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Guest Column: The Conservative Case for Needle Exchange

While many people believe that needle exchange programs simply facilitate or condone illegal drug use, there is a powerful conservative argument for why they're good public policy.

By William Martin
Hypodermic needles.

The specter of a ruinous budget shortfall has darkened the mood of the current Texas Legislature. In a climate with a mandate to slash spending, bills that seek new or increased funding — no matter how valid the need — seem doomed from the start.

Paradoxically, one of the earliest bills filed for the 140-day biennial session, a public-health outreach program that would include distribution of sterile syringes to injecting drug users, may benefit from the tight economic environment. While this is a controversial issue, and many people believe that needle exchange programs simply facilitate or condone illegal drug use, there is a powerful conservative argument for why it is nonetheless good public policy.

House Bill 117, authored by Rep. Ruth Jones McClendon, D-San Antonio, seeks no state money. It would simply allow local health authorities or nongovernmental organizations to use either private or public funds to establish disease-control programs that offer blood testing, education about the transmission and prevention of communicable diseases, and exchange of used syringes for new ones. Vitally important, these programs would also help participants gain access to effective treatment for their addiction.

Obviously, injecting illegal drugs — particularly in the corrupted state in which they typically reach the retail market — is risky business. This inherent risk is substantially increased when users share needles contaminated by blood-borne diseases, most notably HIV/AIDS and hepatitis. The actual result is stunning. According to the Centers for Disease Control and Prevention, nearly 30 percent of new cases of HIV/AIDS and 60 percent of hepatitis C can be traced to injecting drug use. Small wonder that politicians at all levels have long sought to deny drug users easy access to needles and to punish them whenever they are found with one.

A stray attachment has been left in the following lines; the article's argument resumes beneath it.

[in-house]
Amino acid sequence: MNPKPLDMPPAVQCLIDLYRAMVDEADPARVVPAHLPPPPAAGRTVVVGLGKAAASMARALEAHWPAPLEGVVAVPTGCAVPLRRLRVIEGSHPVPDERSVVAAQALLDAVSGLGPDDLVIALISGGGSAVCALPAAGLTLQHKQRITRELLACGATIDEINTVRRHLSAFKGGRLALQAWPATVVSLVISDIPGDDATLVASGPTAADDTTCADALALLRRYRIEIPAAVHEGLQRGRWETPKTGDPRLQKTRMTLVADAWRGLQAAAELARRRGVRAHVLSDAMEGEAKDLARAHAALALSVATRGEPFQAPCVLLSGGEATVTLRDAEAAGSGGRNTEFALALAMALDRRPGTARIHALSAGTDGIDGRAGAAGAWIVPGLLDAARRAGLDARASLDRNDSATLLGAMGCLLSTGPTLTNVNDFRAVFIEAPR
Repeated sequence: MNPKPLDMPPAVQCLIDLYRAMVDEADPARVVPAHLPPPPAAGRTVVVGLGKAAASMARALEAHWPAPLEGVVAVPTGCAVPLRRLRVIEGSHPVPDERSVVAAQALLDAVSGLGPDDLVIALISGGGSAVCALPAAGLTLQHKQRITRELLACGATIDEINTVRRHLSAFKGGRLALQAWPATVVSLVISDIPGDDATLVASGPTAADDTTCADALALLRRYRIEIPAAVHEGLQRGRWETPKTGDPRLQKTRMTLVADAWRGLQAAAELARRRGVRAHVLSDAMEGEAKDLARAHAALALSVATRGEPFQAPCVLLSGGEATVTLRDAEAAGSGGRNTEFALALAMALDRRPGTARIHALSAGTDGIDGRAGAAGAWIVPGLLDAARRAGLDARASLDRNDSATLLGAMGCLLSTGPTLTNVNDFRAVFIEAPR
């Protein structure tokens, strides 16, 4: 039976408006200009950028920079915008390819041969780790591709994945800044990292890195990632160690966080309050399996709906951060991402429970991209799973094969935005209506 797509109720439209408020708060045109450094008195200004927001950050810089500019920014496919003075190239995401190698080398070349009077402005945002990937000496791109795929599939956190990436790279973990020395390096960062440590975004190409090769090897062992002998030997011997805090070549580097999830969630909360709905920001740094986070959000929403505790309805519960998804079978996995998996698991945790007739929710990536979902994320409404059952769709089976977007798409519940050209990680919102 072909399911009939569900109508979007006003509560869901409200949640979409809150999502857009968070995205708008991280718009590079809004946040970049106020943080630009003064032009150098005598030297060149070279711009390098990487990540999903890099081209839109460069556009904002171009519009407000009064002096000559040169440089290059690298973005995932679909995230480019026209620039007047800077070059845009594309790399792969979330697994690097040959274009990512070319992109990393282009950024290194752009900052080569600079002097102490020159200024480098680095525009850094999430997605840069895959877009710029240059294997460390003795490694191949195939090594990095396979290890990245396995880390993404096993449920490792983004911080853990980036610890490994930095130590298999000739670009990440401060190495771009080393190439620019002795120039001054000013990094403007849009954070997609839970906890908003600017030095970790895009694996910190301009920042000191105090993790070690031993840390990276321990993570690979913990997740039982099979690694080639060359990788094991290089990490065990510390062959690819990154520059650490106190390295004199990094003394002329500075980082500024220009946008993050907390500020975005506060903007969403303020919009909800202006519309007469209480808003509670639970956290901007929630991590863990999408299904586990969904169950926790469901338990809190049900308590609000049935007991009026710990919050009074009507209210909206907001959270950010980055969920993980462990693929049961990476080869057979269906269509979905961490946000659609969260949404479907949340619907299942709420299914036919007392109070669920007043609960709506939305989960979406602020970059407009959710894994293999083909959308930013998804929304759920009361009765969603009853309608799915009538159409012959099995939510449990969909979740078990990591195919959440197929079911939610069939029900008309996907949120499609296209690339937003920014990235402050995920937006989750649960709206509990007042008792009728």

While understandable at a superficial level, this policy rests on a demonstrably false premise. Addicts deprived of clean needles do not give up their drugs; they inject them with contaminated needles, and they contract deadly diseases.

One may regard such outcomes as a matter of just deserts, but even the most punitive of politicians pause in the face of the economic drain these diseases create. The average lifetime cost of treating a person with HIV/AIDS is currently estimated to be $380,000. Lifetime costs of treatment for hepatitis C can exceed $300,000. Texas has the fourth-highest rate of HIV/AIDS in the nation, with an estimated 63,000 Texans currently living with HIV, and at least 300,000 with hepatitis C.

Many people infected with these diseases receive little or no medical treatment, but of those who do, public funds bear a high proportion of the cost. From 2002 to 2007, state Medicaid costs for HIV/AIDS services totaled more than $476 million; the cost of treating hepatitis C reached nearly $160 million. That did not include outlays by private payers, insurance companies, local hospital districts or federal programs like Medicare and Veterans Affairs.

Well-run syringe exchanges can dramatically reduce the spread of these diseases. A Johns Hopkins study of the Baltimore City Needle Exchange found that, after six years in operation, the incidence of HIV in Baltimore decreased by 35 percent overall and 70 percent among the approximately 10,000 participants in the program. Even more striking, epidemiologist Don Des Jarlais, director of research at New York’s Beth Israel Medical Center and a leading expert on syringe exchange, reports that the incidence of new HIV infections among injecting drug users in New York City has dropped to less than 1 percent per year. "We appear," he said, "to be very close to eliminating injecting-related transmission in a city with over 100,000 injecting drug users."